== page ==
Sysadmoin is our house wiki, used for our system administration natter. (http://www.starshine.org/sysadmoin) It's based on moinmoin, and I'm pleased to say that our dark theme is actually part of the upstream sources. Very pleased, after all the trouble I went to in order to http://www.starshine.org/sysadmoin/MakeMoinMoinDark in older revisions. The moin people are very active in development, so for this project at least, it's worth popping into #moin on freenode. Helps to show up on European hours though.
Maybe I'll even post the xcf file and let people enjoy paging around in it. I realize xcf isn't readable by anythign but gimp, but that's where the real animation lies, in the seperated frames.
For you dithering vidiots out there, frames of about 50 milliseconds distances seem to be fairly smooth going, slower's a little more obvious but somewhere between that and 140 ms are good for skidding to a halt. Anything slower is painful. Your eyeballs may vary, but recall that american TV is about 24 or 28 frames a second, and more is better. 50ms is a mere 20 frames per. I just don't want my file to get too big.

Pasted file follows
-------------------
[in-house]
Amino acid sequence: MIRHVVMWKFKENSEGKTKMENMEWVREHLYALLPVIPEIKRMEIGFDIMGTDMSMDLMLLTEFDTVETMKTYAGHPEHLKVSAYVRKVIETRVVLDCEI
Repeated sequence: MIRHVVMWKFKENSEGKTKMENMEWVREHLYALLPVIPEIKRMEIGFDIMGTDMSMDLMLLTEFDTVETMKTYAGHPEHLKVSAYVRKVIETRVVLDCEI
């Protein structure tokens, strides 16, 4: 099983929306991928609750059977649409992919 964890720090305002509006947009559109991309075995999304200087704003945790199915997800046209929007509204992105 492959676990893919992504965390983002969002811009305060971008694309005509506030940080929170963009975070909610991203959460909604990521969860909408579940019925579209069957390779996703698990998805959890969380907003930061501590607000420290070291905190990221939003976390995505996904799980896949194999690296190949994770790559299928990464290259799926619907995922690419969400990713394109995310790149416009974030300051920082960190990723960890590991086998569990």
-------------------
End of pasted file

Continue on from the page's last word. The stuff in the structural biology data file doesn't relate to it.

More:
For gimp folk specifically, adding (50ms)(replace) to the end of the name of your frame gives fine grain control on the animation. You could use (combine) instead when you need it. And gimp does let you resize layers down again (it's tricky) which might save space in the result. The last tip is that (50 ms) with a space doesn't do. Leave the space out. (50ms) (replace) spaced does work though.
Share and enjoy...